Kathmandu, Dec 26 (IANS) Bollywood star Aamir Khan-starrer action thriller "Dhoom:3", which is expected to mint Rs.300 crore (about $48 million), is going so strong at the box office in Nepal that the local filmmakers have had to delay the release of their own films for the next three weeks fearing tough competition.
"We do not have Nepali movies to release now and for another two weeks, though five to six Nepali movies were ready to come out," Rajkumar Rai, chairman of Nepal Film Producers Association said.
Many producers are not keen to release their films due to the overwhelming response to "Dhoom:3", Rai told IANS.
Roshan Adiga, CEO of QFX Cinemas, said: "No Nepali film is in the pipeline for release."
Made on a budget of approximately Rs.100 crore and produced under the Yash Raj Films' banner, the Aamir, Katrina Kaif, Abhishek Bachchan and Uday Chopra-starrer hit as many as 4,000 screens across the globe.
In comparison to the over $2 billion Indian film industry, the filmdom in Nepal is very small and the maximum budget of a film doesn't exceed NRs.3 million (approximately $30,000) to NRs.4 million ($40,000).
"Dhoom:3", which had a global release Dec 20, hit the screens here simultaneously. The sleek thrilling saga, directed by Vijay Krishan Acharya, is successfully running in approximately 120 multiplexes and theatres, and it is expected to pull crowds for another three weeks.
"I must admit that the big budget Indian movies have a severe impact on our industry and 'Dhoom:3' has repeated the history," Rai said.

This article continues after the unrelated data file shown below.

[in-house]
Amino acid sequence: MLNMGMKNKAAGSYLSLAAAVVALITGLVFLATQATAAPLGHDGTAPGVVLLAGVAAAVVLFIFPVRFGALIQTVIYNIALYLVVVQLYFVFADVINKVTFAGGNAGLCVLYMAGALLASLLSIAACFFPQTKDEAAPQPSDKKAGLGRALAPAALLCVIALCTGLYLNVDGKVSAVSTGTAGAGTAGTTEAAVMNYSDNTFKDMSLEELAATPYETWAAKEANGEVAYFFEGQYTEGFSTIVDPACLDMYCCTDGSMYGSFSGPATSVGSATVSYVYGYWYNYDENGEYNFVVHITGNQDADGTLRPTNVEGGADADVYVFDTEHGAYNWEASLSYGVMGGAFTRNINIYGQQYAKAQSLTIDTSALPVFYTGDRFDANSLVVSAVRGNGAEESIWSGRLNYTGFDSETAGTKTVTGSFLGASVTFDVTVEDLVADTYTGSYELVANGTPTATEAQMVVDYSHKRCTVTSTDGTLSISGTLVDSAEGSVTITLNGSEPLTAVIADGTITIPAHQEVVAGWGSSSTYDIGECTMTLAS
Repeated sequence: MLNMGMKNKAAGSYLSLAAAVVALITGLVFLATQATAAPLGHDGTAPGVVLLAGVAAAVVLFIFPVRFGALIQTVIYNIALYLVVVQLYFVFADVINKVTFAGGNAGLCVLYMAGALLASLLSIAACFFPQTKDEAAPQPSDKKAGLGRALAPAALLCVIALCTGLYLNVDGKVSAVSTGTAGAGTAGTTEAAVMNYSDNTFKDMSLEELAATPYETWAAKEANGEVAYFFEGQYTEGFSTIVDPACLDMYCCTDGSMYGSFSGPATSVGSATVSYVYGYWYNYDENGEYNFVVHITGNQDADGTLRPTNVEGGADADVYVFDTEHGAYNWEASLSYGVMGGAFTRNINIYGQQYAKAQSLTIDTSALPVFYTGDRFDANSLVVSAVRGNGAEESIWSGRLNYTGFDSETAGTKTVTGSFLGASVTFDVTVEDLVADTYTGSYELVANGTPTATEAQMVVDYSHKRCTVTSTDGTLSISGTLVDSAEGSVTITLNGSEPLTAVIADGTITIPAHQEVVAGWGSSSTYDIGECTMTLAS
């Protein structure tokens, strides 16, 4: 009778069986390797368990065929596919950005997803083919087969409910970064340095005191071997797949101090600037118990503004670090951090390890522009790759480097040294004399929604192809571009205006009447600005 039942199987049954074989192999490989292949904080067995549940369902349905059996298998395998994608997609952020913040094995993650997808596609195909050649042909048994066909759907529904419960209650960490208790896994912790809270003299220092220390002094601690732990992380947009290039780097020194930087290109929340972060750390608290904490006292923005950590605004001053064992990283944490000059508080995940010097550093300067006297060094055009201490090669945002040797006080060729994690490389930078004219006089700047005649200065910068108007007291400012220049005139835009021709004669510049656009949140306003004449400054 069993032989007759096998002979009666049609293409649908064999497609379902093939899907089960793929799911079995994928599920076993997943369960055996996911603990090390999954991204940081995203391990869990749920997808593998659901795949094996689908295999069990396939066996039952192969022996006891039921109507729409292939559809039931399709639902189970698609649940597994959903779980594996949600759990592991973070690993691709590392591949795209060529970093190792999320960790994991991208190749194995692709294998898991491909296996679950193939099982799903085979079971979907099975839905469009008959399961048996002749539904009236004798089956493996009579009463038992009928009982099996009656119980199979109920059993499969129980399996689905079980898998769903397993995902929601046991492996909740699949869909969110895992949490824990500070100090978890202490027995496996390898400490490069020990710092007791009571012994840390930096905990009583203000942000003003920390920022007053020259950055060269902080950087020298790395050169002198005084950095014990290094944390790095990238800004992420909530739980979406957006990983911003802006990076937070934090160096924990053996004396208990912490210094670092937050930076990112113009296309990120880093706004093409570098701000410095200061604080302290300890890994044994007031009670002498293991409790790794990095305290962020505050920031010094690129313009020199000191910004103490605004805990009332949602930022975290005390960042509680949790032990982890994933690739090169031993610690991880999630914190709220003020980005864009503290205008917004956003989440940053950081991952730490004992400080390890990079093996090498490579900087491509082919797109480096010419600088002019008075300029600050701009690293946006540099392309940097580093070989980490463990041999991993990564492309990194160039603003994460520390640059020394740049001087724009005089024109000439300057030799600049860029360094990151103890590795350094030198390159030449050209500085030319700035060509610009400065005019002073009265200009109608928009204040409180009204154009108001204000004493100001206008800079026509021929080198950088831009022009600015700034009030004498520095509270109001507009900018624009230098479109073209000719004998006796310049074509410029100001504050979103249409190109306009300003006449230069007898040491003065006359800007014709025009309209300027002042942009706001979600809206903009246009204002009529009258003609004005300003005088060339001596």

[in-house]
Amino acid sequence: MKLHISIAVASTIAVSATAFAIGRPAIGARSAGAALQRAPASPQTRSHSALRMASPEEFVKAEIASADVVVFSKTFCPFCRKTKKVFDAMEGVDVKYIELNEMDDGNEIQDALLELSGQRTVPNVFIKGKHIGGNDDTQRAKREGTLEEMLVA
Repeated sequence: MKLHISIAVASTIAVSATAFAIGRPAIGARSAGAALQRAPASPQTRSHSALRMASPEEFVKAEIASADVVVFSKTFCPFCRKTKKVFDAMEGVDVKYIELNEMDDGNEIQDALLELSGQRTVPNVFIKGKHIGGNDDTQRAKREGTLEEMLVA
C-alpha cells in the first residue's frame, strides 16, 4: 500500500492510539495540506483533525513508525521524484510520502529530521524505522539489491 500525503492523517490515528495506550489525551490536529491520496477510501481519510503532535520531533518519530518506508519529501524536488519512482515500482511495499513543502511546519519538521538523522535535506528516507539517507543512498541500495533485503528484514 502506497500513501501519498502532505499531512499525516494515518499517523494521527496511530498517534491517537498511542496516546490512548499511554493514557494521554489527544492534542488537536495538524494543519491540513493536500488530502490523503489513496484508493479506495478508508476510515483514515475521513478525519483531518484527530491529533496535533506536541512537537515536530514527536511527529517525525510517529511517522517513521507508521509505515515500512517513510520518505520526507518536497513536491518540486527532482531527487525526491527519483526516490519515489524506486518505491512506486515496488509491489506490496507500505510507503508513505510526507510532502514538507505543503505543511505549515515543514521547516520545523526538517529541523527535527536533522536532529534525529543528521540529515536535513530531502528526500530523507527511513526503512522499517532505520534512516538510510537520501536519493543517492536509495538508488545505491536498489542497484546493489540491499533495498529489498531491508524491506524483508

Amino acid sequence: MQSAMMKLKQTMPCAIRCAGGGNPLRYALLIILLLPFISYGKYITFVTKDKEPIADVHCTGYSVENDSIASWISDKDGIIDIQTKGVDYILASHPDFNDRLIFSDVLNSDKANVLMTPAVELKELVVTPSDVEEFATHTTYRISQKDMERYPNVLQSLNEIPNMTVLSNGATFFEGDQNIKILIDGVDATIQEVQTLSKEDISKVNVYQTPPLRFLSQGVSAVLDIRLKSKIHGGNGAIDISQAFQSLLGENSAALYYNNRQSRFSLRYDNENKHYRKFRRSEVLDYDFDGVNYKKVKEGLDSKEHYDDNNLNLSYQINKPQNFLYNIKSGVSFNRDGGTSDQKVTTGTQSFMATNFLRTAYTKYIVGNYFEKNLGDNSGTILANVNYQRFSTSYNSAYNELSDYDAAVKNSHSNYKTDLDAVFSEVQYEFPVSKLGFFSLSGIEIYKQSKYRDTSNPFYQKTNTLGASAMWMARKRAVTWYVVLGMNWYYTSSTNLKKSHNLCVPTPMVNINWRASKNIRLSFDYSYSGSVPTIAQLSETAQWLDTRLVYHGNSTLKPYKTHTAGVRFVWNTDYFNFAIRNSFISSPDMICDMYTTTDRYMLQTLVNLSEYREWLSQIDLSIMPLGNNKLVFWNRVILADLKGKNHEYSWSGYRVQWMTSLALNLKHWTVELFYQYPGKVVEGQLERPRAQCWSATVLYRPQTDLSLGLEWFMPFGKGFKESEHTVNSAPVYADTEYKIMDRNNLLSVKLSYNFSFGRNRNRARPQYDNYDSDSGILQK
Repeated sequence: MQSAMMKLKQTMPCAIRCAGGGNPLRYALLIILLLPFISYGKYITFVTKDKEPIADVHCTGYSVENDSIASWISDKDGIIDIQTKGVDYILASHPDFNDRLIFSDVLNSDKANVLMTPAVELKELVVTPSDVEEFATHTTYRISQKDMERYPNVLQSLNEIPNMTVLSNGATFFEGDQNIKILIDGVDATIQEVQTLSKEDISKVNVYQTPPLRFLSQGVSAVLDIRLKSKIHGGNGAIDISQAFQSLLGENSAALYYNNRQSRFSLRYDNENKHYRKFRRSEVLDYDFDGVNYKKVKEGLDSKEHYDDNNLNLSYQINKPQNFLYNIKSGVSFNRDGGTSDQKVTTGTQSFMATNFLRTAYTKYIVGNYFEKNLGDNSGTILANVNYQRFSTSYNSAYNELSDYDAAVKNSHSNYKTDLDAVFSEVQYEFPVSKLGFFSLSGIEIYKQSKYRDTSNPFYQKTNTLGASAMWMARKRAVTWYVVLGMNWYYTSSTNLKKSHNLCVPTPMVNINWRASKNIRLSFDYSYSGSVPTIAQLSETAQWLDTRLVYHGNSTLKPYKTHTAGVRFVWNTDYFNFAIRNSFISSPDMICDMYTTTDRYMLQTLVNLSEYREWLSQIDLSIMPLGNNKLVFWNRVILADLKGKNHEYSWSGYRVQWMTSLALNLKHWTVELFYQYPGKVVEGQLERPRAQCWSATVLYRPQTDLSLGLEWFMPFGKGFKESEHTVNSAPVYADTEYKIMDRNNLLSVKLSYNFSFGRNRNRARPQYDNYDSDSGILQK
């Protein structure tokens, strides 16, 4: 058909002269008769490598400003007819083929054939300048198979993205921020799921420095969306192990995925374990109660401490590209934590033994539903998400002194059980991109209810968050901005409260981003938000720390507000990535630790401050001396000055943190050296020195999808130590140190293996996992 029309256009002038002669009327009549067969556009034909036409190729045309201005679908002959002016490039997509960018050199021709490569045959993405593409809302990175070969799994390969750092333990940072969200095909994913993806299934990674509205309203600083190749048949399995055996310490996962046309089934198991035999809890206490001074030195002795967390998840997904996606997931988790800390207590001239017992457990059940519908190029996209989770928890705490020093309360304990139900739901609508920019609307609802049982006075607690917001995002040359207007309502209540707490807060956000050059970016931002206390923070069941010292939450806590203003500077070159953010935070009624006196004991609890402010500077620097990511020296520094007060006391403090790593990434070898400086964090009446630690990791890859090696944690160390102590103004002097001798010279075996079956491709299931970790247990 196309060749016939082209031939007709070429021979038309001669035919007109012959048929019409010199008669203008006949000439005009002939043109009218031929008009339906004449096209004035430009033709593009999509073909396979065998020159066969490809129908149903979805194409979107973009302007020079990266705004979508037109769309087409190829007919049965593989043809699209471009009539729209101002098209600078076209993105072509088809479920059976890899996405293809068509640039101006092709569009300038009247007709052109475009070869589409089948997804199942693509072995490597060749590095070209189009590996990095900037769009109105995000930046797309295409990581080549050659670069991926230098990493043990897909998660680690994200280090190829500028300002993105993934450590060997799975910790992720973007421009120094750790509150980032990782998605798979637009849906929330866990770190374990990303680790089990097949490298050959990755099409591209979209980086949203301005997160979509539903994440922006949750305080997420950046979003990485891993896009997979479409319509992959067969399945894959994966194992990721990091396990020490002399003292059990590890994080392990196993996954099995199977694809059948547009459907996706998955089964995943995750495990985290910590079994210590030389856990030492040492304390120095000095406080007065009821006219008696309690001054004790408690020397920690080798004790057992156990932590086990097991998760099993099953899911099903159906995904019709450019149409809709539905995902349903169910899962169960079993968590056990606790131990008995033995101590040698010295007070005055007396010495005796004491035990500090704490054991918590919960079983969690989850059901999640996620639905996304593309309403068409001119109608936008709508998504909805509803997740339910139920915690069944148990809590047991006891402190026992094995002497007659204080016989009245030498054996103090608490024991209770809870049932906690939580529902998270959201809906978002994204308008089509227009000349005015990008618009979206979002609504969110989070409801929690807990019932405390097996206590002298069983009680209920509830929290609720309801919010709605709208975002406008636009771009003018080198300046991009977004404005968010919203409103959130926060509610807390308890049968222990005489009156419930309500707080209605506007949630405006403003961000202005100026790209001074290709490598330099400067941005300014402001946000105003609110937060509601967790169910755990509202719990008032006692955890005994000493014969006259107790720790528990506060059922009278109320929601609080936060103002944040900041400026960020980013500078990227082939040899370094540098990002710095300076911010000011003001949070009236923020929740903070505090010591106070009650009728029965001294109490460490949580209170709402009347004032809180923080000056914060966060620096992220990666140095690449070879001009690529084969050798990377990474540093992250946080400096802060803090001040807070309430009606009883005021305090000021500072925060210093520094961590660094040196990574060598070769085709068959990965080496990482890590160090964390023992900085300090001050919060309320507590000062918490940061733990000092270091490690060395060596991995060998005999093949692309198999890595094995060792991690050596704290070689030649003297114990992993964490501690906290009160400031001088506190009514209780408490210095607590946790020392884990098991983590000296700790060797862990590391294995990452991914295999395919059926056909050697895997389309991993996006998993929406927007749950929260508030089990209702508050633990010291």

Gopi Krishna Movies brought "Dhoom:3" in Nepal after paying a whopping NRs.32 million.
Nepali audiences are directly influenced by Indian TV and Aamir's stardom helped the film get a grand opening here.
It is not only "Dhoom:3", which is impacting the Nepal film industry, popularly known as Kollywood. Other Bollywood big-ticket films too have cast a shadow over local productions.
Earlier this year, when "Chennai Express" hit the screens in multiplexes, several filmmakers decided to delay the release of their movies.
Moreover, multiplex owners give priority to Hindi movies over domestic ones because business matters to them.
Certainly, there is fear-psyche among the producers and distributors when big budget Hindi movies starring superstars hit the multiplexes, said distributor Sunil Manandhar.
Though Nepali cinema is struggling, several big budget Indian films do excellent business and collect record breaking revenues at the box office.
Industry insiders rue that the country lacks policy to protect the local film industry.